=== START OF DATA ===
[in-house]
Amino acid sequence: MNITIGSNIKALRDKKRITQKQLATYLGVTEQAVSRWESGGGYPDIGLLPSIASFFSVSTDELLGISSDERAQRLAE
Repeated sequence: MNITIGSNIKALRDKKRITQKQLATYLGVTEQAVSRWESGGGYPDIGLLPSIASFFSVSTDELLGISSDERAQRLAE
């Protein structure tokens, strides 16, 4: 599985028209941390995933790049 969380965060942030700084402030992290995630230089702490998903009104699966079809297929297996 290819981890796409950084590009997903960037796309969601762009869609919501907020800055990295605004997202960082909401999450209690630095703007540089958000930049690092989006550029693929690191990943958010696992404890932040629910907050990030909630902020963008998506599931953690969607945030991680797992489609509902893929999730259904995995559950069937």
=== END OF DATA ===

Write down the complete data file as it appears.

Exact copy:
[in-house]
Amino acid sequence: MNITIGSNIKALRDKKRITQKQLATYLGVTEQAVSRWESGGGYPDIGLLPSIASFFSVSTDELLGISSDERAQRLAE
Repeated sequence: MNITIGSNIKALRDKKRITQKQLATYLGVTEQAVSRWESGGGYPDIGLLPSIASFFSVSTDELLGISSDERAQRLAE
């Protein structure tokens, strides 16, 4: 599985028209941390995933790049 969380965060942030700084402030992290995630230089702490998903009104699966079809297929297996 290819981890796409950084590009997903960037796309969601762009869609919501907020800055990295605004997202960082909401999450209690630095703007540089958000930049690092989006550029693929690191990943958010696992404890932040629910907050990030909630902020963008998506599931953690969607945030991680797992489609509902893929999730259904995995559950069937």